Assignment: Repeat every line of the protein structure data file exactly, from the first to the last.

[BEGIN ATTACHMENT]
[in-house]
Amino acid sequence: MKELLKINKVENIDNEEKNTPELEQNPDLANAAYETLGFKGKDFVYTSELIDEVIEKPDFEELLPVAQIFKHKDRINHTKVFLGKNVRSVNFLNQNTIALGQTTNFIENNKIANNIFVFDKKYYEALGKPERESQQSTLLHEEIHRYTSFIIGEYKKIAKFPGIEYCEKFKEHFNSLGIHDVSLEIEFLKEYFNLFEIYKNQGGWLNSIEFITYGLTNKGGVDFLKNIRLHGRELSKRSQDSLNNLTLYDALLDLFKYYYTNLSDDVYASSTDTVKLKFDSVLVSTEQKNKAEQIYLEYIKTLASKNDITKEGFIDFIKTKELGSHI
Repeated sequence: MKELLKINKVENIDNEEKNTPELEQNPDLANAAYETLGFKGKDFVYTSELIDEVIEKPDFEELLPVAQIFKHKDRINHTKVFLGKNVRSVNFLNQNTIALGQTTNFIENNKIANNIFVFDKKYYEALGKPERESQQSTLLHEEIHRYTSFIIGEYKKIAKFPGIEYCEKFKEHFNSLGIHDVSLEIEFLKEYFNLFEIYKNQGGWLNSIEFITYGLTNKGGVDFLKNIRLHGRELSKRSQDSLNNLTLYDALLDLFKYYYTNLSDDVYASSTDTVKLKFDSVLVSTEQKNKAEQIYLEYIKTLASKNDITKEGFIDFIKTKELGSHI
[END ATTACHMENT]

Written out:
[in-house]
Amino acid sequence: MKELLKINKVENIDNEEKNTPELEQNPDLANAAYETLGFKGKDFVYTSELIDEVIEKPDFEELLPVAQIFKHKDRINHTKVFLGKNVRSVNFLNQNTIALGQTTNFIENNKIANNIFVFDKKYYEALGKPERESQQSTLLHEEIHRYTSFIIGEYKKIAKFPGIEYCEKFKEHFNSLGIHDVSLEIEFLKEYFNLFEIYKNQGGWLNSIEFITYGLTNKGGVDFLKNIRLHGRELSKRSQDSLNNLTLYDALLDLFKYYYTNLSDDVYASSTDTVKLKFDSVLVSTEQKNKAEQIYLEYIKTLASKNDITKEGFIDFIKTKELGSHI
Repeated sequence: MKELLKINKVENIDNEEKNTPELEQNPDLANAAYETLGFKGKDFVYTSELIDEVIEKPDFEELLPVAQIFKHKDRINHTKVFLGKNVRSVNFLNQNTIALGQTTNFIENNKIANNIFVFDKKYYEALGKPERESQQSTLLHEEIHRYTSFIIGEYKKIAKFPGIEYCEKFKEHFNSLGIHDVSLEIEFLKEYFNLFEIYKNQGGWLNSIEFITYGLTNKGGVDFLKNIRLHGRELSKRSQDSLNNLTLYDALLDLFKYYYTNLSDDVYASSTDTVKLKFDSVLVSTEQKNKAEQIYLEYIKTLASKNDITKEGFIDFIKTKELGSHI